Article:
Study of ultranarrow superconducting NbN nanowires and nanowires under strong magnetic field for photon detection
Author(s)Herder, Charles H. (Charles Henry), III
Massachusetts Institute of Technology. Dept. of Physics.
Karl K. Berggren.
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Photon detection is an integral part of experimental physics, high-speed communication, as well as many other high-tech disciplines. In the realm of communication, unmanned spacecraft are travelling extreme distances, and ground stations need more and more sensitive and selective detectors to maintain a reasonable data rate. In the realm of computing, some of the most promising new forms of quantum computing require consistent and efficient optical detection of single entangled photons. Due to projects like these, demands are increasing for ever more efficient detectors with higher count rates. The Superconducting Nanowire Single-Photon Detector (SNSPD) is one of the most promising new technologies in this field, being capable of counting photons as faster than 100MHz and with efficiencies around 50%. Currently, the leading competition is from the geiger-mode avalanche photodiode, which is capable of ~20 ~70% efficiency at a ~5MHz count rate depending on photon energy. In spite of this, the SNSPD is still a brand-new technology with many potential avenues unexplored. Therefore, it is still possible that we can achieve even better efficiencies and count rates to keep up with the requirements of burgeoning technologies. This photon detector consists of a meandering superconducting nanowire biased close to its critical current. In this regime, a single incident photon can cause a section of the detector to switch to normal conduction, producing a voltage pulse due to its now-finite resistance. An electron micrograph is given in figure 1. The intrinsic limitations of the detector (disregarding the optical coupling mechanism and the support electronics) are dominated by two primary points. First is the efficiency with which the detector converts an absorbed photon into a voltage pulse. This is controlled by the behavior of the excited electrons at the point of incidence. I will discuss this in greater detail in the next section. The second is the electrothermal time constant of the detector. This limits the relaxation time of the detector and therefore limits the maximum rate at which the detector can count photons. As we will see, detection efficiency increases as the number of Cooper pairs that need to be excited into the normal state to switch conduction modes decreases. One way to decrease the bandgap is to decrease the cross-section of the wire. This has already been shown to increase detection efficiency, but this cannot be done to arbitrarily narrow wires. Not only is there a limitation to fabrication, but there are also interesting quantum effects that occur at very narrow wire widths. Note that much of the research that has been done to understand these quantum effects has been undertaken on wires much wider than those we will be using. Simultaneously, most of the materials used previously have coherence lengths much longer than NbN. Therefore, even though our wires are narrower by a substantial factor, they are still wider than the coherence length of NbN. As such the validity of the one-dimensional approximation to be presented in in 2.2 is debatable for our wires. However, it should be apparent that regardless of behavior, thermal and quantum phase slips will be one of the limiting factors in producing ultra-narrow nanowire photon detectors. Until now, photon detectors have only used current biasing techniques. However, it is well known that both magnetic field and current have the effect of reducing the energy required to excite superconducting charge carriers. Therefore, it may be possible to detect photons using magnetic field close to H, instead of current close to Ic. It is important to note, however, that the readout of the detector in its current configuration depends on some bias current to produce a voltage pulse. Therefore, with the current detector architecture, one still needs a significant bias current. For my thesis, I have first investigated the theory of supercurrents in ultranarrow wires and confirmed the behavior of this theory with our materials and fabrication techniques in order to establish a lower bound for wire width where photon detection is still possible. In addition, I have constructed and executed an initial experiment to test how photon detectors behave under magnetic field bias conditions. I have measured how these different bias conditions affect the efficiency of the detector as well as the dark count rate.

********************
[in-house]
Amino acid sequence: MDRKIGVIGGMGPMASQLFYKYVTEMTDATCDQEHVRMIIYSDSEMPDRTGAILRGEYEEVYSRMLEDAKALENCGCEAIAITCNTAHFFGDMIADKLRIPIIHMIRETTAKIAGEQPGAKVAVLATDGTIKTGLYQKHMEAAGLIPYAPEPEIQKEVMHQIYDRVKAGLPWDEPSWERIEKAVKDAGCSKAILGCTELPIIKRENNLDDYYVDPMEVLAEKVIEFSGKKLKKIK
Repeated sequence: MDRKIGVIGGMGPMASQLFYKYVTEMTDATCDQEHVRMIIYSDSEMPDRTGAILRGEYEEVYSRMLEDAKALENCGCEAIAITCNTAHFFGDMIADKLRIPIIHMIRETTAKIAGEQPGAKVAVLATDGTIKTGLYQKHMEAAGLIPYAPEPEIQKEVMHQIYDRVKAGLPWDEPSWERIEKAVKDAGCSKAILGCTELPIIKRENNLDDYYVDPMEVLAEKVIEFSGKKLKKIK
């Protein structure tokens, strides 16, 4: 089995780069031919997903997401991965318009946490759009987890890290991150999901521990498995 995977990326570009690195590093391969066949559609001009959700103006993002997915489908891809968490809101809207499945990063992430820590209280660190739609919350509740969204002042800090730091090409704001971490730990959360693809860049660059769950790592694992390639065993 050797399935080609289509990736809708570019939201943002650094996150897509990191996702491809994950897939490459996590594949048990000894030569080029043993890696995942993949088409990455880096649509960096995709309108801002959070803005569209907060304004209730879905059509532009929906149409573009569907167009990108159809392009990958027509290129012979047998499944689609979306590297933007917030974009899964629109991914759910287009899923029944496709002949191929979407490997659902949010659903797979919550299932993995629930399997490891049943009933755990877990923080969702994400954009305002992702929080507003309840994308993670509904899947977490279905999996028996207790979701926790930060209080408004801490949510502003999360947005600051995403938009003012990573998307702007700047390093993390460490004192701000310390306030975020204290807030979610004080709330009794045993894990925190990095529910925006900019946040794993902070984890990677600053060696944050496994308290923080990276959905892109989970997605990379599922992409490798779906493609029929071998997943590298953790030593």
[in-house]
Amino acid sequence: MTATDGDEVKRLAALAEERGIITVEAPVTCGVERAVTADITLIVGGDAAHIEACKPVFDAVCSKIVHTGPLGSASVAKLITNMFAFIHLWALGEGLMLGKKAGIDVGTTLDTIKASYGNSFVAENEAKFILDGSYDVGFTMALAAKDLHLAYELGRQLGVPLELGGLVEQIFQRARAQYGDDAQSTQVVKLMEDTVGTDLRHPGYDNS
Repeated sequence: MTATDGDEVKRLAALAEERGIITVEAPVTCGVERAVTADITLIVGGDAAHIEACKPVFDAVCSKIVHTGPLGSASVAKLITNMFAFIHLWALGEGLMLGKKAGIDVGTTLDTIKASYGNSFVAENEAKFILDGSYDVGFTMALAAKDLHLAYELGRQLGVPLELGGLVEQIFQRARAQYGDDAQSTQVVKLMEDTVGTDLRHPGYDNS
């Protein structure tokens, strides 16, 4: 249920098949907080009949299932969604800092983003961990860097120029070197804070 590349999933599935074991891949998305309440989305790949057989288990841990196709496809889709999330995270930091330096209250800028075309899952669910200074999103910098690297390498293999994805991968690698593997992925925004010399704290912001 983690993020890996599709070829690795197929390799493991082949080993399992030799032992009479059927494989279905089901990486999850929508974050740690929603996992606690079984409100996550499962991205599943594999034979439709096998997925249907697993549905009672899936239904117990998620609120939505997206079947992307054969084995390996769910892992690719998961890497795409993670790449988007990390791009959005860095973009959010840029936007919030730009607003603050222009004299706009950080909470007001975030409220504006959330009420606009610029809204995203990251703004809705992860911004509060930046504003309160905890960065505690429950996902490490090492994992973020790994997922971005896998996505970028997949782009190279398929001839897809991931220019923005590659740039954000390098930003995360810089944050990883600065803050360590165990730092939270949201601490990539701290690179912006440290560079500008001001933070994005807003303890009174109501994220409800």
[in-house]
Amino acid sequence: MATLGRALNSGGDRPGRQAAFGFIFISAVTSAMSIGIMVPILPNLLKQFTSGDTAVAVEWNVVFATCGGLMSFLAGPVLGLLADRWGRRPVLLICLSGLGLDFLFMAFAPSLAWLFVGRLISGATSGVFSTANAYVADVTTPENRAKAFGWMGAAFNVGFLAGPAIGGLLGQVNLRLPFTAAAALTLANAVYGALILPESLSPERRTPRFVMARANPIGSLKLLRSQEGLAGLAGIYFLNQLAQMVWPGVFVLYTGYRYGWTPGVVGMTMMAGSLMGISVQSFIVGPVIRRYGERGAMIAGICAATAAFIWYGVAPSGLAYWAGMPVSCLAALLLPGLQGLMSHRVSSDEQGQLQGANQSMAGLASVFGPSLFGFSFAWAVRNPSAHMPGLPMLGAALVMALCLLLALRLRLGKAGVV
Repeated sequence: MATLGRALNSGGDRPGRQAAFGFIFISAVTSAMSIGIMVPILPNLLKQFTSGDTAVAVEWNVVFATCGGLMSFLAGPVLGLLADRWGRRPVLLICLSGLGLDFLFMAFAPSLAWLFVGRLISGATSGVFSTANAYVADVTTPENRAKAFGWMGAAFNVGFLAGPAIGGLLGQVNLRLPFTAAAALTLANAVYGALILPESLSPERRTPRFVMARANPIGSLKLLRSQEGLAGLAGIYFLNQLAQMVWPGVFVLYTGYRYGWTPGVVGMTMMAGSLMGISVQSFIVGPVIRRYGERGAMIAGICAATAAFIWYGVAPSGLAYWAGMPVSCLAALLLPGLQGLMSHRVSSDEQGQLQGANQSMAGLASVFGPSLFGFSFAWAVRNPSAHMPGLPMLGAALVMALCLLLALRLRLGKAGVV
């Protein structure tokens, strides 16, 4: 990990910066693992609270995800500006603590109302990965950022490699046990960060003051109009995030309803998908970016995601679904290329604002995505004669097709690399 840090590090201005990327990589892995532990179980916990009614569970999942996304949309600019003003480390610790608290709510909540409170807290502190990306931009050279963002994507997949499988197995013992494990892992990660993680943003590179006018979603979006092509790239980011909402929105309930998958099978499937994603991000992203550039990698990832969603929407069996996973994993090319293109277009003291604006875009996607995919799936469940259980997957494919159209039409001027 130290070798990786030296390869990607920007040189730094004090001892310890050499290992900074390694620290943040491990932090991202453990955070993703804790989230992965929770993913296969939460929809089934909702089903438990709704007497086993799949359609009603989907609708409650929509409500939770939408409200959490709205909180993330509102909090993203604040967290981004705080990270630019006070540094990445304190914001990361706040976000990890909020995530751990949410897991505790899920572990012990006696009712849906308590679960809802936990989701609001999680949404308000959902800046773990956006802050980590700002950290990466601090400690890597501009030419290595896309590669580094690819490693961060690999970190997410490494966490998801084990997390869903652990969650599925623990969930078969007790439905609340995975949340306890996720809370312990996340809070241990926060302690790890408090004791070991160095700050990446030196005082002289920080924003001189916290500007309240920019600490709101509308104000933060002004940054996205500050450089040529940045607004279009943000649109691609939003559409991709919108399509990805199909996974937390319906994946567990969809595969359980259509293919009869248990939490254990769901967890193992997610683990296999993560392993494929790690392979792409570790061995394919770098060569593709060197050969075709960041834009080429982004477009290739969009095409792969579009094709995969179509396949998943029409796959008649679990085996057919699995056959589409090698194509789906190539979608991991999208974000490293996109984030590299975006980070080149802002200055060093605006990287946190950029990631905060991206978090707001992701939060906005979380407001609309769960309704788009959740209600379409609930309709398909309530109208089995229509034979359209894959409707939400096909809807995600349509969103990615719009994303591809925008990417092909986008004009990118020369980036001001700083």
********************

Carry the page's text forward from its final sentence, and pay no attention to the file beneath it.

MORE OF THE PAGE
Thesis (S.B.)--Massachusetts Institute of Technology, Dept. of Physics, 2009.Includes bibliographical references (leaves 32-34).
DepartmentMassachusetts Institute of Technology. Department of Physics
Massachusetts Institute of Technology